The history of VTT: 1970s
1970s: Reorganised research centre moves to Otaniemi
Pekka Jauho becomes Director-in-Chief
Director-in-Chief Edward Wegelius’s long career at VTT came to an end when he retired in 1970. His successor was Professor Pekka Jauho. The directors appointed to head the research departments at that time also represented a new generation.
New administrative model – three research divisions
The proposal for VTT’s new administrative model was approved by Parliament at the end of November 1971. The new organisation, which was restructured as a research centre, began operating in the following year. The reorganised research centre consisted of three research divisions: the Division for Building Technology and Community Development, the Division for Materials and Process Technology, and the Division for Electrical and Atomic Technology.
Speed limits introduced on the basis of VTT studies
In the 1970s the energy crisis and increased public awareness of environmental
issues in Finland brought VTT more research topics. They fitted in well with
Professor Jauho’s thinking on research policy. VTT was also involved in
finding solutions for other societal problems. For example, the number of road
traffic accident fatalities began to rise alarmingly in the 1960s. At that
time over a thousand lives a year were being lost in traffic accidents. VTT
started to study the problem and found that the number of accidents could be
reduced significantly by imposing speed limits. The studies led to general
speed limits ranging from 80-120 km per hour being introduced in Finland.
Fermentor sheds light on biotechnical processes
In the mid-1970s the Biotechnology Laboratory acquired a Finnish-made pilot
fermentor. This was used to study biotechnical processes such as the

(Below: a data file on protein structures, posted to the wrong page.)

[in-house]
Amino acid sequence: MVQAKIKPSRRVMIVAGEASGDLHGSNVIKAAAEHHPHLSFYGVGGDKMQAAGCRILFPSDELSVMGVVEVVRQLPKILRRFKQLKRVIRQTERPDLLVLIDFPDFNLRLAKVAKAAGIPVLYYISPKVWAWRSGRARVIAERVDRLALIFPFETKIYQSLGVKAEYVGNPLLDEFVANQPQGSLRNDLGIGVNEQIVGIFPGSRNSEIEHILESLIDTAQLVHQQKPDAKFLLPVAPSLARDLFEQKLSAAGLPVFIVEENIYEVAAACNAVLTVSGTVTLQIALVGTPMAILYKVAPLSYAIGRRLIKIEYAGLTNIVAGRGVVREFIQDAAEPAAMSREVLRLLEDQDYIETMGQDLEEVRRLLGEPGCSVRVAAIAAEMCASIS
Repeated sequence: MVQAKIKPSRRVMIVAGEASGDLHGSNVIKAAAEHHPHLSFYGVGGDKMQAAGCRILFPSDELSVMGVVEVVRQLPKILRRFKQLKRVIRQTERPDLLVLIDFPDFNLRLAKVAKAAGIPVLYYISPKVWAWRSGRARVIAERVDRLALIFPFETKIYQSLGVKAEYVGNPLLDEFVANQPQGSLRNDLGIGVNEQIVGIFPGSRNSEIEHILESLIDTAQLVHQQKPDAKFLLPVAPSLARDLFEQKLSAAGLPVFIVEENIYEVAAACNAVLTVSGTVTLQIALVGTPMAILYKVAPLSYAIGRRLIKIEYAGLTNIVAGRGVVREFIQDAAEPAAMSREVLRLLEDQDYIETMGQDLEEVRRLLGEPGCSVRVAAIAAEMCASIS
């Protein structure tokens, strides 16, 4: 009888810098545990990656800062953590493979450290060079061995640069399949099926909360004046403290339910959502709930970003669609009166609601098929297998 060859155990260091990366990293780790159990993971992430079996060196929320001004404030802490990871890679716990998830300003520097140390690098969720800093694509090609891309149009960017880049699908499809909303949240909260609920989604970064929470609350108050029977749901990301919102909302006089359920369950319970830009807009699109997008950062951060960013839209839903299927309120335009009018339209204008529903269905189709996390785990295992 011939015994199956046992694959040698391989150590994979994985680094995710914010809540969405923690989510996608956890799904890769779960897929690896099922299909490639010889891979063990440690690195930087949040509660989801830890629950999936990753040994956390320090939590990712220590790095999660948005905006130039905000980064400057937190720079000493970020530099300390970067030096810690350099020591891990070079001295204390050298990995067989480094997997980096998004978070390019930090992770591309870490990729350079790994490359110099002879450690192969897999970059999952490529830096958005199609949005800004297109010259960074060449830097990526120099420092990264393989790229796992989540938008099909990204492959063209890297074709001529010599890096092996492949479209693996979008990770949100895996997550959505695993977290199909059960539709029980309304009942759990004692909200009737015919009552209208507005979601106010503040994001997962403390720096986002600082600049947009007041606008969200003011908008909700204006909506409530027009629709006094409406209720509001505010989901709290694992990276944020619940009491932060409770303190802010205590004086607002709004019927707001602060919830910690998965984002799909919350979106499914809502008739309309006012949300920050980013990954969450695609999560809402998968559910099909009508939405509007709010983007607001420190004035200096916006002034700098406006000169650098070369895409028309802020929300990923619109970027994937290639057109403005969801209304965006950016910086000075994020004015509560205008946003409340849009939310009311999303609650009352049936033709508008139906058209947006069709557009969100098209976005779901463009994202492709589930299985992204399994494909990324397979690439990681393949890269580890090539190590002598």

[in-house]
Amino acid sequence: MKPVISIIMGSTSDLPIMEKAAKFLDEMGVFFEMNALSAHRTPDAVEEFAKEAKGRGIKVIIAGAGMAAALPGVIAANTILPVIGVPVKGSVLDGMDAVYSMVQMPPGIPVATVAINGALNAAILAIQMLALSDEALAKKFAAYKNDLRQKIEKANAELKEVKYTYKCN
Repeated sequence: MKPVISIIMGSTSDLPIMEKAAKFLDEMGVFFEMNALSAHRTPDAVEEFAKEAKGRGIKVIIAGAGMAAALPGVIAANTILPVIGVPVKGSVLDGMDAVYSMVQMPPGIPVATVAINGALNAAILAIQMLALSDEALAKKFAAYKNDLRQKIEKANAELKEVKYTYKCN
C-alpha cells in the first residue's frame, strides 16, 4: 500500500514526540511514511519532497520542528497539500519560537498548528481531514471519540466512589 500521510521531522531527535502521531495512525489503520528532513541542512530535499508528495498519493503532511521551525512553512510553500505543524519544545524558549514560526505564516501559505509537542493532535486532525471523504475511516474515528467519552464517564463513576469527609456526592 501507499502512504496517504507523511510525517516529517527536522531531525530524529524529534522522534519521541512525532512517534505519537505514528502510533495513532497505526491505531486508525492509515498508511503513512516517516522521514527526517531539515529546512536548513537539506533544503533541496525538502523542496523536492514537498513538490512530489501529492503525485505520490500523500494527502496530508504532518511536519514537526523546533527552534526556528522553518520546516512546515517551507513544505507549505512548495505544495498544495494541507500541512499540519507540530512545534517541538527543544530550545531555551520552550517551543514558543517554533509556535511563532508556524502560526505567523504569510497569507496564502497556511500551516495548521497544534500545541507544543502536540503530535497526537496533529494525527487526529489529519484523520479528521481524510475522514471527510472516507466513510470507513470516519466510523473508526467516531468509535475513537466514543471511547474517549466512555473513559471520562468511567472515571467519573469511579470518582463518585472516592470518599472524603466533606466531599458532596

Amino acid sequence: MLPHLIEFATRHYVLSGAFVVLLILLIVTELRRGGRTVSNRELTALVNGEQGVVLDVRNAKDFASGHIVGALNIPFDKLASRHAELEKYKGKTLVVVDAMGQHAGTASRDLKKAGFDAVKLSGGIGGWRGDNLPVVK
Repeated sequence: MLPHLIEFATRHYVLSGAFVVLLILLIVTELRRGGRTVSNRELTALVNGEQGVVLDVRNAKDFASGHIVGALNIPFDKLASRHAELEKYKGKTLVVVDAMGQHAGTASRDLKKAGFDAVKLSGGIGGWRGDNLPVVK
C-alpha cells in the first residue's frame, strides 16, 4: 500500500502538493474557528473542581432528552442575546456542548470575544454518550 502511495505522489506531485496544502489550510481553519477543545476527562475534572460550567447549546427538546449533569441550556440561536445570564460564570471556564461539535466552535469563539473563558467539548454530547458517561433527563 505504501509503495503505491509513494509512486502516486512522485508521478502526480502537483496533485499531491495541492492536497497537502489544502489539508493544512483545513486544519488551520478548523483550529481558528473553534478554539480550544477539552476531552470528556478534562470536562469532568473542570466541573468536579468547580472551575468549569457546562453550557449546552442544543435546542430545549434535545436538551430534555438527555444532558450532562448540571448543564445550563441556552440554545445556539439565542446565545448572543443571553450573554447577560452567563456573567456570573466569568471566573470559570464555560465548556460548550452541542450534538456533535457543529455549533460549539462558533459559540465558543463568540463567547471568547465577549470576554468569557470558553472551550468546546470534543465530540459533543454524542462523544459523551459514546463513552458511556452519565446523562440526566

production of microbial enzymes, antibiotics and single-cell proteins.
Corrosion conditions at nuclear power plants are simulated
A major step forward was made in corrosion studies in the 1970s when an autoclave equipped with a recirculating loop was designed and constructed at VTT. This piece of equipment made it possible to simulate the actual corrosion conditions of nuclear power plants.
VTT’s main building moves to Otaniemi
By 1970 most of VTT’s laboratories had been relocated into new premises at Otaniemi, although some functions did remain in Helsinki. VTT was given the use of 200,000 cubic metres of research space at Otaniemi. VTT’s red brick buildings were designed by Alvar Aalto’s architectural office. VTT’s main building (photo) was completed at Otaniemi in 1975. VTT also grew regionally in the 1970s and 1980s, with new laboratories being set up in Oulu, Tampere, Jyväskylä and Outokumpu.
State funding and commercial research are separated
Even though VTT’s studies brought savings for society, the research centre itself slid into a budgetary crisis which came to a head in 1977. The crisis was not resolved until the Ministry of Finance included the extra appropriations required for VTT’s activities into the 1978 additional budget. As a consequence of this, state funding and commercial research were separated from one another. However, this led to public controversy over VTT’s status and organisation.